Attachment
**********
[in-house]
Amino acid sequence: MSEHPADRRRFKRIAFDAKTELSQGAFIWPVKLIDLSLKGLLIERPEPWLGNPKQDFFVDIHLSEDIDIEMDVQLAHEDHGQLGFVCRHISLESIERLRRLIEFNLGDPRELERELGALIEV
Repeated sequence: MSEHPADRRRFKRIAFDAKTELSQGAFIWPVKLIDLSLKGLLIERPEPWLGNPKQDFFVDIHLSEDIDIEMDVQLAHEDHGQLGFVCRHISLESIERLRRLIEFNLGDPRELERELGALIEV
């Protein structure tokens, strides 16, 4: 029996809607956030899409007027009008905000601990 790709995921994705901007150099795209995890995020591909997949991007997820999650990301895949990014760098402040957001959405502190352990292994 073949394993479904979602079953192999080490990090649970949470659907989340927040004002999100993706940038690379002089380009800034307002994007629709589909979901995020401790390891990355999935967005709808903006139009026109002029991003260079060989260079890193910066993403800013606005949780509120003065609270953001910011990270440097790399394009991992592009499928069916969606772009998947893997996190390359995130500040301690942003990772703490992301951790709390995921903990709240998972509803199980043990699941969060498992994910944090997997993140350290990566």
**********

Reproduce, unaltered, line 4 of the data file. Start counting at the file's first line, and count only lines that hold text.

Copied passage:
């Protein structure tokens, strides 16, 4: 029996809607956030899409007027009008905000601990 790709995921994705901007150099795209995890995020591909997949991007997820999650990301895949990014760098402040957001959405502190352990292994 073949394993479904979602079953192999080490990090649970949470659907989340927040004002999100993706940038690379002089380009800034307002994007629709589909979901995020401790390891990355999935967005709808903006139009026109002029991003260079060989260079890193910066993403800013606005949780509120003065609270953001910011990270440097790399394009991992592009499928069916969606772009998947893997996190390359995130500040301690942003990772703490992301951790709390995921903990709240998972509803199980043990699941969060498992994910944090997997993140350290990566």